A Mexican fair trade activist reflects on the past two decades of battles against neoliberalism and for a more just and equitable alternative in the Americas.
Activists protest inequality outside the World Bank during the 2017 annual Meetings of the World Bank and IMF on October 12, 2017 in Washington, DC. BRENDAN SMIALOWSKI/AFP/Getty Images)
As Trump Pushes Back, Activists Urge World Bank/IMF Action on Inequality
The U.S. administration is criticizing the international financial institutions for promoting progressive taxation while at the same time using them to promote the Trump brand through the 'Ivanka Fund.'
Research & Commentary
October 19, 2017
by Peter Bakvis
Inequality was a major theme of discussions, both official and on the side-lines, during the recent three-day-long annual meetings of the International Monetary Fund and World Bank in Washington, D.C.
The issue was given considerable profile in major IMF publications launched just before the international financial institutions’ October 13-15 meetings. One of these, World Economic Outlook, underlined the contribution of lagging wages, caused in part by restrictions on collective bargaining, to growing inequality and the “incomplete recovery.” The other, Fiscal Monitor, emphasized the need to restore income tax progressivity, such as raising top income tax brackets, if countries are to make headway in reversing increased inequality.
These reports, and some other mild statements by the heads of the IMF and World Bank deploring the negative economic impacts of growing inequality, raised the ire of the host country government. The Financial Times quoted President Trump’s budget director, one of the architects of a plan to slash taxes on corporations and high-income earners, as accusing the IMF of being “heavily invested in [the Trump tax reform plan] not working out.”
President Trump also lashed out against the World Bank later in the week for continuing to lend to China, even though Bank president Jim Yong Kim engaged during the annual meeting with the president’s daughter in yet another activity to promote the Trump brand, namely the Women Entrepreneurs Finance Initiative, known by Bank staff as the “Ivanka Fund.” The other participants in that event were five CEOs and a minister of the United Arab Emirates. The United States contributed $50 million to the World Bank’s Ivanka Fund in July, a few months after announcing its intention to cut hundreds of millions of dollars to the branch of the Bank that donates to low-income countries.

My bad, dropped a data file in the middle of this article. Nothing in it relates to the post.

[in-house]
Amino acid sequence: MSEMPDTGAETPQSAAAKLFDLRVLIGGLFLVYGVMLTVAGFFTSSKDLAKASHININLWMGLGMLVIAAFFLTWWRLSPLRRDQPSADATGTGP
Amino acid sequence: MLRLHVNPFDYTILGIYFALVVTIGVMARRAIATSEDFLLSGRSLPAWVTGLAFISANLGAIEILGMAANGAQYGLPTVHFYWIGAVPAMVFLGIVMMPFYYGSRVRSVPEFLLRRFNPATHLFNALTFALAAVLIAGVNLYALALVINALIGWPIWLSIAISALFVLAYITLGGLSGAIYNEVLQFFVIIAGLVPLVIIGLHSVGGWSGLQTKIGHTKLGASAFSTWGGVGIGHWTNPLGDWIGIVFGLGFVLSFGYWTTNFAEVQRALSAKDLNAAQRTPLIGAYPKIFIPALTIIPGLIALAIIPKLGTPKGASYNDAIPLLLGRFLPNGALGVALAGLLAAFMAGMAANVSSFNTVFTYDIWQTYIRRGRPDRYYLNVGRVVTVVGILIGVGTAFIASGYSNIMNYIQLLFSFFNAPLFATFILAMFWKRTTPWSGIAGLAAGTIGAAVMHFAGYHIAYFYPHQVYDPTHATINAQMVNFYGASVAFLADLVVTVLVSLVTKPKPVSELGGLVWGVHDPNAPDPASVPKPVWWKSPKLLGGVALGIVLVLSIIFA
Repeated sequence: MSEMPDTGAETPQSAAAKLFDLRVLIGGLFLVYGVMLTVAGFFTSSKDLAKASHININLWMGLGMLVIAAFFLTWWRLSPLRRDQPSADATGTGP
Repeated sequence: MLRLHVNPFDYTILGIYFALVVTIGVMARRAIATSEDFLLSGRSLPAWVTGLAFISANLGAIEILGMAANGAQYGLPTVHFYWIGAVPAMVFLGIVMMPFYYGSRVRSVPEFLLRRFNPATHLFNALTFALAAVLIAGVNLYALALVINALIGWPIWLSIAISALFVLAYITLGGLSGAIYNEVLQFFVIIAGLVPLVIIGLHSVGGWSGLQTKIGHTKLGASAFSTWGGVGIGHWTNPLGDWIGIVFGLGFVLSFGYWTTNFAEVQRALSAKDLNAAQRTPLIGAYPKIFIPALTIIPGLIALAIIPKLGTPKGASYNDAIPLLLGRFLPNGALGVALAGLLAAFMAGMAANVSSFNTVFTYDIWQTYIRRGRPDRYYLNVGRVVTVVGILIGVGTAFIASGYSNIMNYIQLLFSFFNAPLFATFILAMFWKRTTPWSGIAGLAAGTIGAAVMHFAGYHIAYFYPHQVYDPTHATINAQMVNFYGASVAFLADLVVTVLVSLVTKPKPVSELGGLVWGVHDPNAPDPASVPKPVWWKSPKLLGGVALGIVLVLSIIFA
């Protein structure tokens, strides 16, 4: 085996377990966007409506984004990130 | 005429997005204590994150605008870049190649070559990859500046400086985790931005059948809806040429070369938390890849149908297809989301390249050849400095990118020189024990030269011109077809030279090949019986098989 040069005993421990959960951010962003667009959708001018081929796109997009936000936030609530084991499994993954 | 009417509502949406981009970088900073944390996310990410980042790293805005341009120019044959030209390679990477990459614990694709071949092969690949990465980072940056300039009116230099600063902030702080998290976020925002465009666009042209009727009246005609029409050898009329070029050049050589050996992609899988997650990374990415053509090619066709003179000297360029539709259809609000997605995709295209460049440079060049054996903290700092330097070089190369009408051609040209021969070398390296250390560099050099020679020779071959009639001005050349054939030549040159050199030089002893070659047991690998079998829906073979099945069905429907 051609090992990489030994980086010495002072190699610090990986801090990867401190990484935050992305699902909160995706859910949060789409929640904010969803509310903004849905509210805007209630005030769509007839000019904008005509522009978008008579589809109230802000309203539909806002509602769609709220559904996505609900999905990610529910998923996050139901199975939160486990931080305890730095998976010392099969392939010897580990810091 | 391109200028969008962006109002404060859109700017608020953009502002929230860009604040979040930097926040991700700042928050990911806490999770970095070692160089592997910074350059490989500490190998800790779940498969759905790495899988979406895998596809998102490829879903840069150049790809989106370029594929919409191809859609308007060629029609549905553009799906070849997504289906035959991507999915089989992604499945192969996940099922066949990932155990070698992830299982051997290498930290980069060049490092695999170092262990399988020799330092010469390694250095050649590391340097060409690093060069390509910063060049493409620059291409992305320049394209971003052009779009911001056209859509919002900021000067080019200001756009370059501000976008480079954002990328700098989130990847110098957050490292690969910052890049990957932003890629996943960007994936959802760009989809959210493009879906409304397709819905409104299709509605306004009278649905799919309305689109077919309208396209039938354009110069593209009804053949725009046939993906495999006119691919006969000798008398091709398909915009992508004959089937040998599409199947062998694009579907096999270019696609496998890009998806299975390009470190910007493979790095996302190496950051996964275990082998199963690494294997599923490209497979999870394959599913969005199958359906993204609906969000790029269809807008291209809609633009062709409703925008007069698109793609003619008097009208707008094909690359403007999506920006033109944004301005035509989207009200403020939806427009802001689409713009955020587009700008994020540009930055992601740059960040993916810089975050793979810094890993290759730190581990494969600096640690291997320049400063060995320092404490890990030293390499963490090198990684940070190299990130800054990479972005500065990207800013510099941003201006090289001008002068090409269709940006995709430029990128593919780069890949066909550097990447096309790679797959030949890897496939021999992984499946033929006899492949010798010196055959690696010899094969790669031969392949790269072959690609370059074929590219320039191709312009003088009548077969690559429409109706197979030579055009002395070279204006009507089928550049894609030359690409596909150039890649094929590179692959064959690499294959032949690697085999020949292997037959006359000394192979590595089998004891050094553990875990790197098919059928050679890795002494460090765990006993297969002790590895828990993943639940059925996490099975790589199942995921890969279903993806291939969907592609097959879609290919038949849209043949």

Ivanka Trump with Jim Yong Kim, president of the World Bank, at the International Monetary Fund (IMF) and World Bank Group Annual Meetings in Washington, D.C., U.S., on Oct. 14, 2017.
It may be noted that neither the issue of inequality nor that of climate change were mentioned by G20 ministers in their press conference during the annual meetings, perhaps reflecting U.S. influence. On the other hand, the developing-country group of countries within the IMF and World Bank, known as the G24, were the only official (i.e. non-civil society) party to call on these institutions to assess the social and distributional impact of fiscal adjustment programs.
The G24 also called for additional support to developing countries to deal with the impact of climate change, and asked the World Bank and other multilateral development banks “to activate financing approaches to make renewable energy affordable.”
The final communiqués of the (IMF-directed) International Monetary and Financial Committee and the (World-Bank-directed) Development Committee made brief but muted mentions of support for each institution’s work on inequality. However, the Development Committee communiqué also contained a heavy dose of “private sector solutions” to various global problems, reflecting the strong emphasis on public-private partnerships that the Bank has adopted since Kim took over the Bank’s leadership in 2012.
Various civil society organization activities and dialogues held in conjunction with the annual meetings underlined the high cost of public-private partnerships for developing countries, service users, and workers.
On a positive note, the World Bank announced that their new labor safeguard will finally enter into effect in the fourth quarter of 2018, as part of its new Environmental and Social Framework. The International Trade Union Confederation had submitted detailed recommendations for this labor safeguard and in advance of the annual meetings, they had urged the Bank to “proceed with the implementation in such a manner that all activities financed by the Bank comply with recognized international workers’ rights.” The policy was adopted more than a year ago but the Bank has been slow in putting it into effect.